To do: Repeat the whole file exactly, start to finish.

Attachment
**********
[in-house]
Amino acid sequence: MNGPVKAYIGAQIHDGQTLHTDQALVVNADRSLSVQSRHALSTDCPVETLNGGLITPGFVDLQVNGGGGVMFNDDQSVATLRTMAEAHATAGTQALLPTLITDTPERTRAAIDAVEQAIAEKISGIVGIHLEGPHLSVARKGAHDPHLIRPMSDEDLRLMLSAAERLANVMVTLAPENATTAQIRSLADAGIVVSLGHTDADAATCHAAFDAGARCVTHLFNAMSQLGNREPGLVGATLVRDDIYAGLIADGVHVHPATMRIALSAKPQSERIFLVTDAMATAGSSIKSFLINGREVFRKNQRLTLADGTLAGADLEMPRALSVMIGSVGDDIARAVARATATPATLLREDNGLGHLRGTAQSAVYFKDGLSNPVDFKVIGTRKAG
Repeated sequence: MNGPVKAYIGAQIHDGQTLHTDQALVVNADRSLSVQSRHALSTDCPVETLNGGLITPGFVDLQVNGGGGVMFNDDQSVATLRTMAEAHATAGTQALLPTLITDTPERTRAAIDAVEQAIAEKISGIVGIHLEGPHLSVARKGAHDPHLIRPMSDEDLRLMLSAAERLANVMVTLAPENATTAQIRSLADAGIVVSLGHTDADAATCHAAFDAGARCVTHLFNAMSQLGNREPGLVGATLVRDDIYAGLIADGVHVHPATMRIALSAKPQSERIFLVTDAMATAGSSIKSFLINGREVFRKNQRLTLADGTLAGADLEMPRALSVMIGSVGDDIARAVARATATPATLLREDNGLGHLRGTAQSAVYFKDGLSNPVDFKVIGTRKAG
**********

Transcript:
[in-house]
Amino acid sequence: MNGPVKAYIGAQIHDGQTLHTDQALVVNADRSLSVQSRHALSTDCPVETLNGGLITPGFVDLQVNGGGGVMFNDDQSVATLRTMAEAHATAGTQALLPTLITDTPERTRAAIDAVEQAIAEKISGIVGIHLEGPHLSVARKGAHDPHLIRPMSDEDLRLMLSAAERLANVMVTLAPENATTAQIRSLADAGIVVSLGHTDADAATCHAAFDAGARCVTHLFNAMSQLGNREPGLVGATLVRDDIYAGLIADGVHVHPATMRIALSAKPQSERIFLVTDAMATAGSSIKSFLINGREVFRKNQRLTLADGTLAGADLEMPRALSVMIGSVGDDIARAVARATATPATLLREDNGLGHLRGTAQSAVYFKDGLSNPVDFKVIGTRKAG
Repeated sequence: MNGPVKAYIGAQIHDGQTLHTDQALVVNADRSLSVQSRHALSTDCPVETLNGGLITPGFVDLQVNGGGGVMFNDDQSVATLRTMAEAHATAGTQALLPTLITDTPERTRAAIDAVEQAIAEKISGIVGIHLEGPHLSVARKGAHDPHLIRPMSDEDLRLMLSAAERLANVMVTLAPENATTAQIRSLADAGIVVSLGHTDADAATCHAAFDAGARCVTHLFNAMSQLGNREPGLVGATLVRDDIYAGLIADGVHVHPATMRIALSAKPQSERIFLVTDAMATAGSSIKSFLINGREVFRKNQRLTLADGTLAGADLEMPRALSVMIGSVGDDIARAVARATATPATLLREDNGLGHLRGTAQSAVYFKDGLSNPVDFKVIGTRKAG